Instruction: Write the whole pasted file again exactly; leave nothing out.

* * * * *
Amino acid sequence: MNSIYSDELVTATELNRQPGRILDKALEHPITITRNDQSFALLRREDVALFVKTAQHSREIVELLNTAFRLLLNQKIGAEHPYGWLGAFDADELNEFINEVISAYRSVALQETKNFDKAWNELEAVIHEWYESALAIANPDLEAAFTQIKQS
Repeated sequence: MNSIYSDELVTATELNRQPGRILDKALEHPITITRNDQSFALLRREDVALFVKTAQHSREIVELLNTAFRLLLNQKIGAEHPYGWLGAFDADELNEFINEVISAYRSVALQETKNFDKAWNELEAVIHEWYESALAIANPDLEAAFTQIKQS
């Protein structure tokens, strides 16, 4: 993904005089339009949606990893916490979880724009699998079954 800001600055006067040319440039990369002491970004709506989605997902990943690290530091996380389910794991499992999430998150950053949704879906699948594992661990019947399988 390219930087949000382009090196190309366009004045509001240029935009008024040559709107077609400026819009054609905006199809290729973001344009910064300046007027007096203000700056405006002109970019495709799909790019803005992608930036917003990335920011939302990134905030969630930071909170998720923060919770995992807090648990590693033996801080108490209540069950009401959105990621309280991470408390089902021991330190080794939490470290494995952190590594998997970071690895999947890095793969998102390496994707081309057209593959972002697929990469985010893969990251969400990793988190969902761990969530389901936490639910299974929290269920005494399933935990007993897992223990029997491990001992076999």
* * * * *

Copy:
Amino acid sequence: MNSIYSDELVTATELNRQPGRILDKALEHPITITRNDQSFALLRREDVALFVKTAQHSREIVELLNTAFRLLLNQKIGAEHPYGWLGAFDADELNEFINEVISAYRSVALQETKNFDKAWNELEAVIHEWYESALAIANPDLEAAFTQIKQS
Repeated sequence: MNSIYSDELVTATELNRQPGRILDKALEHPITITRNDQSFALLRREDVALFVKTAQHSREIVELLNTAFRLLLNQKIGAEHPYGWLGAFDADELNEFINEVISAYRSVALQETKNFDKAWNELEAVIHEWYESALAIANPDLEAAFTQIKQS
């Protein structure tokens, strides 16, 4: 993904005089339009949606990893916490979880724009699998079954 800001600055006067040319440039990369002491970004709506989605997902990943690290530091996380389910794991499992999430998150950053949704879906699948594992661990019947399988 390219930087949000382009090196190309366009004045509001240029935009008024040559709107077609400026819009054609905006199809290729973001344009910064300046007027007096203000700056405006002109970019495709799909790019803005992608930036917003990335920011939302990134905030969630930071909170998720923060919770995992807090648990590693033996801080108490209540069950009401959105990621309280991470408390089902021991330190080794939490470290494995952190590594998997970071690895999947890095793969998102390496994707081309057209593959972002697929990469985010893969990251969400990793988190969902761990969530389901936490639910299974929290269920005494399933935990007993897992223990029997491990001992076999």